The votes have been tallied and the people have spoken. Jetpack Joyride is 2011’s Best App Ever.
Halfbrick’s latest title was one of the most-hyped iOS games of the year: we were reporting on it back in March when the game was originally known as Machine Gun Jetpack. Back then, the concept was the same: Halfbrick protagonist Barry Steakfries flies at a high speed through tunnels on a jetpack that fires bullets so quickly that it propels him upward. It’s the kind of concept that’s completely ludicrous but instantly intriguing. After all, when it was just a powerup in Monster Dash, it was entertaining enough, but now a full game is built around it? That’s exciting. Afterward, the game became more extensive, adding a variety of new jetpacks and powerups along with the eponymous jetpack.
This is why the game was so extensively covered on the site, making a pre-release post announcement, and then running a 5-star, Editor’s Choice review on launch day when the game came out. The game was talked about on The Portable Podcast multiple times, with glowing praise. Finally, we named it one of our top games of the year.
So what made Jetpack Joyride such a hit? Maybe it is that the game is extremely easy to get into. The controls require no real explanation, just tap to go upward, let go to go downward. No virtual buttons were necessary at all, just tap anywhere on the screen. It works perfectly on the iPhone, iPod touch, and iPad.
But it’s also the way that it compels players to keep playing that makes it so addictive. The objectives compel players to play the game in a particular way, and to make a specific session have a goal to it, from trying to skim so many red lights, to running on the ground for so long. They introduce variety to a game where the goal is the same each time out: get as far as possible without dying.
Jetpack Joyride‘s use of currency is also especially modern: gaining coins for upgrades and new costumes is something that a variety of games are doing now, but is one that Jetpack Joyride excels at. There are the different levels of items to buy, from the simple costumes and jetpacks to buy (who doesn’t love a Fruit Ninja-inspired jetpack?), to upgrades for the powerup vehicles, to finally the extra-distance bombs and second chance lives for high rollers. These generally require money to purchase reliably, but they can be earned in the game itself through the tokens collected and used in the slot machine.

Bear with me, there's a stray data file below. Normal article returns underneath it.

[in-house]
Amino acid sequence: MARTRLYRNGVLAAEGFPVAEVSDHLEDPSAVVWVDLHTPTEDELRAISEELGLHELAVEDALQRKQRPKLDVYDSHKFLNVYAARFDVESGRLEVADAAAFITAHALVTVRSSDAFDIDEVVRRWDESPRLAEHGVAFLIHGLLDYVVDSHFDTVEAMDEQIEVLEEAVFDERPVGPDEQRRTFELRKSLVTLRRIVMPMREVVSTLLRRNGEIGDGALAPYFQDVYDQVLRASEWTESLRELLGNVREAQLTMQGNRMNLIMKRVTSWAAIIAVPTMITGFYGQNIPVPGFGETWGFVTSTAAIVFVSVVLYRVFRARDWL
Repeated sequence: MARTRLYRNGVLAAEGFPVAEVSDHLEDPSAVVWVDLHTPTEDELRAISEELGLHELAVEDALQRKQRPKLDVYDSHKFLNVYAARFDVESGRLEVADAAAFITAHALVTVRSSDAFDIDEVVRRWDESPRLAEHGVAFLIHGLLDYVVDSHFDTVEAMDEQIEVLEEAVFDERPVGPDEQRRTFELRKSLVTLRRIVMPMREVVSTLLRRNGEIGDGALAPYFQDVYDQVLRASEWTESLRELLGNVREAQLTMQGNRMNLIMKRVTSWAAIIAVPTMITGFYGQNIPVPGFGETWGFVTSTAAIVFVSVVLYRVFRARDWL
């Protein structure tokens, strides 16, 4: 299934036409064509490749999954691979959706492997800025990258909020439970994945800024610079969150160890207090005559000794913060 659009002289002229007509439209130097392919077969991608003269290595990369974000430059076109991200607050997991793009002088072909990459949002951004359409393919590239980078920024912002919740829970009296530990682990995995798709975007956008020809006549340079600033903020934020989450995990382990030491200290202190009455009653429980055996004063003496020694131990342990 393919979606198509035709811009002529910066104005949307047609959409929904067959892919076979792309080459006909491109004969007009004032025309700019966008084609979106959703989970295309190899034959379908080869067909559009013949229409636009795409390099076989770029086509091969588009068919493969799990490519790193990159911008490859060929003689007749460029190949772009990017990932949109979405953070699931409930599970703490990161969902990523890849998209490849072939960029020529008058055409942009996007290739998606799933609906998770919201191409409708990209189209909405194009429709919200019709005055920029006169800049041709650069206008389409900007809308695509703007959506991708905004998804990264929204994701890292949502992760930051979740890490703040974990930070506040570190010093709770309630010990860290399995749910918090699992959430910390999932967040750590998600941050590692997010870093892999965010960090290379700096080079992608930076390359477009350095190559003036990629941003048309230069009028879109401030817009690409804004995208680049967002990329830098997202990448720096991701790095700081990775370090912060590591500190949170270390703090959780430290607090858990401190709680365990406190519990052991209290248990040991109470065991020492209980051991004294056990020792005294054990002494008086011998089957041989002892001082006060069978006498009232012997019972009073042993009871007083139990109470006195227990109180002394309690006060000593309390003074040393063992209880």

In many ways, the game is about luck, as sometimes a high score requires that a second chance be earned in the slot machine, or a powerup be earned at the right time, or even just that a laser barrier show up a pixel later in order for the player to not die. It can be frustrating, but the fact that luck could easily turn back in the player’s favor is part of what makes chasing that high score so gratifying.
But if all these secondary elements were taken away, if there was only one jetpack and no upgrades, no coins, nothing but pure skill involved, then it would still be one of the best games of the year. It’s just that simple to get in to, and that desire to play just one more time, dive into just one more session is based not just on a desire to earn more coins, it’s because the game is fun at the heart of it. Plenty of games have snazzy costumes and upgrades to unlock, but they aren’t as addictive as this one is.
In many ways, the success of Jetpack Joyride is exactly like how Fruit Ninja has succeeded from a gameplay standpoint. Both are games that are not limited by the touchscreen, as both use direct input for control. Fruit Ninja has 1:1 actions with the tracing finger on the screen, and Jetpack Joyride responds whenver the finger is on the screen. They are not held back by the need for virtual buttons, and that direct user interaction is part of why the games have been such smash successes, and why people voted Jetpack Joyride 2011’s Best App Ever.
In fact, the success of Jetpack Joyride is currently resonating throughout the App Store. Games like Sea Stars and Seal Force both take obvious direct inspiration from Jetpack Joyride in not just gameplay but in structure. The endless runner is certainly very popular nowadays too, as Temple Run‘s current success attests to.
I personally have had great experiences with the game. I first got to play it about a week before it released, which was also a day I had jury duty on. Jury duty was not very fun, but getting to play Jetpack Joyride during any chance I had to take a break? My growing addiction to the game was probably more memorable about that day than being selected for a long trial. It’s the power of gaming, and it’s the fun that a game like Jetpack Joyride can provide that can be memorable, and it’s why it is a worthy choice as Best App Ever of 2011.